The distinctive form of the Candela Structures is a kind of minimal surface. Like a dome, it can be generated by forming a wire into the shape of the edge and dipping it in a viscous liquid, like soap or liquid plastic as in the small study model above, center. The model at right shows an empty shell, like the two that remain at the site today. The model at left includes the canted glass walls that were part of the buildings during the Fair. (Photos and models by Kirsten Hively)
The 1964 World's Fair, like other fairs before and since, was a study in planned obsolescence. Many of the buildings would have been difﬁcult to repurpose and even more difﬁcult to maintain, and the vast majority of them simply were not engineered to last multiple seasons of heat, humidity, snow, and ice.
The Candela Structures, however, remain standing after 45 years. Their simple form and small size made them ﬂexible—they can function as picnic shelters as easily as Fair pavilions—and their design, based on on geometric shapes called hyperbolic paraboloids, distributes weight efﬁciently and enables the shell to withstand surprisingly heavy loads (an approach pioneered in the 1950s by Félix Candela). These shells are a light, durable sandwich construction with resin-impregnated ﬁberglass inside and out spaced with lightweight foam.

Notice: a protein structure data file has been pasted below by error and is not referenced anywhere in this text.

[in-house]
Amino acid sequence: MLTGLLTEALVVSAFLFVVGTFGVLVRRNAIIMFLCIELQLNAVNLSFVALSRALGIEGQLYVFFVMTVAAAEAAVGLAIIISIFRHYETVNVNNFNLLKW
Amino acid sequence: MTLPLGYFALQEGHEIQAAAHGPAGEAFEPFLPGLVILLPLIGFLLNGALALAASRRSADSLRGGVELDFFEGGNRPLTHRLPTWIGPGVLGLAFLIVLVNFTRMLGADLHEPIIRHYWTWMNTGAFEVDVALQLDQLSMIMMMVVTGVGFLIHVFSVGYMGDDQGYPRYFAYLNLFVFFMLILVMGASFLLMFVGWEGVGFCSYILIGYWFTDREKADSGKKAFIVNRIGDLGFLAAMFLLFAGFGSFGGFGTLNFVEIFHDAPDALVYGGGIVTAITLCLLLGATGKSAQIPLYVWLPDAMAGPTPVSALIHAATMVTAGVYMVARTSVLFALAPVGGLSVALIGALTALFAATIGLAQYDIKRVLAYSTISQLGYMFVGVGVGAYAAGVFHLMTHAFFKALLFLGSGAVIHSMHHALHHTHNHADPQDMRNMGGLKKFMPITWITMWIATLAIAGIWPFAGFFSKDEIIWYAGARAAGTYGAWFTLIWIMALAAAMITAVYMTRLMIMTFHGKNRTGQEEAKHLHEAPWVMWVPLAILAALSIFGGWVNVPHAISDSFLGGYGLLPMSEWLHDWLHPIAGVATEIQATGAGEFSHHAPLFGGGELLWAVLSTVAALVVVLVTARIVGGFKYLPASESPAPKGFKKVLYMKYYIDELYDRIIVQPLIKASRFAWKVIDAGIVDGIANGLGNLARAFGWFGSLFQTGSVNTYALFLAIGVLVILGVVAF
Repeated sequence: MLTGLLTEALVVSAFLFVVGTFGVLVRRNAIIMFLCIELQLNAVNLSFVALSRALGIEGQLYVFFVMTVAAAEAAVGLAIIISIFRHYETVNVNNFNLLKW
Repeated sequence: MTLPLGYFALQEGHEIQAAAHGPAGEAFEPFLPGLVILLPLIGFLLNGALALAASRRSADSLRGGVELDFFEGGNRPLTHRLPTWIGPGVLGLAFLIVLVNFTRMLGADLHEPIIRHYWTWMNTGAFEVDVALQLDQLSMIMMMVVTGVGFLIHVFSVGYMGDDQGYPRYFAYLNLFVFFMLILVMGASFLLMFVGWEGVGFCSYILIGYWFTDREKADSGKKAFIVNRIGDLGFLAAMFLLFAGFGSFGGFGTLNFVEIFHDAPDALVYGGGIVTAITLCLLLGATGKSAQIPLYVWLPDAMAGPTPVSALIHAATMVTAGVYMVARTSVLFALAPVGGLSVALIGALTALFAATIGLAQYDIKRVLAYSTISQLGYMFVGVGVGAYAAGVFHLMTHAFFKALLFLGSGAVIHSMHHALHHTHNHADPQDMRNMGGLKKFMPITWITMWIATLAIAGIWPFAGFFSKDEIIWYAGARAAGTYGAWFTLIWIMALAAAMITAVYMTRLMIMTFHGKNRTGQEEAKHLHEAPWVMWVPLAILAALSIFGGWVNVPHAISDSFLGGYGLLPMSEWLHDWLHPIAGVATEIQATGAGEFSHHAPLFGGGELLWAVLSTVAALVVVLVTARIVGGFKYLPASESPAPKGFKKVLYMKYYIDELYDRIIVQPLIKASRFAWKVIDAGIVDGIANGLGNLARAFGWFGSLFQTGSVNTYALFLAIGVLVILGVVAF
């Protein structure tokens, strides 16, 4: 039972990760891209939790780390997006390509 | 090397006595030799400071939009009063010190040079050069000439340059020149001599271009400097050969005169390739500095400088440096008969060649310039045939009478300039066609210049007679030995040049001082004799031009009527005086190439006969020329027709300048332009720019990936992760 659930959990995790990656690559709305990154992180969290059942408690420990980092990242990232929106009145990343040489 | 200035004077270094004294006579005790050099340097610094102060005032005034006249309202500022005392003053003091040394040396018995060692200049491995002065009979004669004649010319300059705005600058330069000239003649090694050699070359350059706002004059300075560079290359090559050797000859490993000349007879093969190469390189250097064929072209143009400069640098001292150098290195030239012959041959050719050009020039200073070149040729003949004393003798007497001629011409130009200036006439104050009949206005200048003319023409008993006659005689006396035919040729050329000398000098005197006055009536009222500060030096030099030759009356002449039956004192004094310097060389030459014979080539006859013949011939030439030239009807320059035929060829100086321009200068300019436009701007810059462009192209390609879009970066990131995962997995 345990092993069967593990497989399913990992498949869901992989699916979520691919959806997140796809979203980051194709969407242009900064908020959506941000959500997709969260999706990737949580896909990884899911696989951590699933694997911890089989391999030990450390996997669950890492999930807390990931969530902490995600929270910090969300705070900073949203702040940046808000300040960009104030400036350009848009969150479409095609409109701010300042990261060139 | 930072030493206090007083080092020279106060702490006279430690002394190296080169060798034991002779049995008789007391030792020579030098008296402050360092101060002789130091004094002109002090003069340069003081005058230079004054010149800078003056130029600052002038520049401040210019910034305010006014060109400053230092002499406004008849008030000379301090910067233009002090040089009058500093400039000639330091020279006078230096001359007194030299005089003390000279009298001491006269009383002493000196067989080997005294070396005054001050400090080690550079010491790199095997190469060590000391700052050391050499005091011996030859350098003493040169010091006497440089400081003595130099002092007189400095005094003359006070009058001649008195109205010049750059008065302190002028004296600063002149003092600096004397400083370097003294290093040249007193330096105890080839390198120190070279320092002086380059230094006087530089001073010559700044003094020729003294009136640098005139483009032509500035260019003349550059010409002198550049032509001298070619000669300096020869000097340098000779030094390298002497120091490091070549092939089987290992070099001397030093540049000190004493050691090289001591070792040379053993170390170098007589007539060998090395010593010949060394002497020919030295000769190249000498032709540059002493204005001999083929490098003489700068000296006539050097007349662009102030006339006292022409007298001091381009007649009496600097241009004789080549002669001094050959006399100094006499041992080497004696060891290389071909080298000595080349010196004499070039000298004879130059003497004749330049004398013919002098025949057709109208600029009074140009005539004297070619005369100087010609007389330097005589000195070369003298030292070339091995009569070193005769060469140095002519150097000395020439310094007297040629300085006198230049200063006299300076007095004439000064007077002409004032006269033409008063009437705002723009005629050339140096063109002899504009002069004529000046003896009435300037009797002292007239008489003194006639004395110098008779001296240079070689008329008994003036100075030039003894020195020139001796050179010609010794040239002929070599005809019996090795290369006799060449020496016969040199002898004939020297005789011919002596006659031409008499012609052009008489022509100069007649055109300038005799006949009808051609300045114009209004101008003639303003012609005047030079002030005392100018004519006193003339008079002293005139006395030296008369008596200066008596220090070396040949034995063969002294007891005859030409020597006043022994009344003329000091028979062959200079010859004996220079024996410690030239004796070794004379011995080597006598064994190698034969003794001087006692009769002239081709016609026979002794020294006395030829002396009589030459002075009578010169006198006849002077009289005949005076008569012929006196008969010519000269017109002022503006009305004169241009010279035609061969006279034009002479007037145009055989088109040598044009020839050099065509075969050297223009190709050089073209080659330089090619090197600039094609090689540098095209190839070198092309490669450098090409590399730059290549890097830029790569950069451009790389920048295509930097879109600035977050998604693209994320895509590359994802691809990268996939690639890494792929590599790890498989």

The individual panels (12 or 16 per structure, depending on which source you believe) snapped together with embedded steel connectors and a center pin at the top, and the feet are anchored to the ground with steel L brackets. The joints are the weakest point — they're now riddled with cracks, which have allowed water to penetrate and wreck havoc with the vulnerable foam interior. Perhaps more regular maintenance or high-tech sealants not available in 1964 could protect these connections today? Nevertheless, they've held up remarkably well and may in fact be the oldest standing ﬁberglass structures in New York City.
While the Candelas are not important in the traditional sense — they were neither revolutionary nor widely inﬂuential — they represent an interesting conﬂuence of industrial design and architecture, their pre-fabricated construction is notable, and their whimsy is undiminished after nearly half a century. We realize they probably don't qualify for a short list of world architectural highlights, but shouldn't they at least rate a mention in the AIA Guide to New York City? Maybe in the next edition…
Based on a drawing by Miceli, Kulik, Williams & Associates, PC, dated May 20, 1998, for a 2001 renovation. (Original drawing courtesy of the New York City Department of Parks & Recreation)
This photo shows how the elements on this page were displayed in the exhibit. (Photo by Kirsten Hively)
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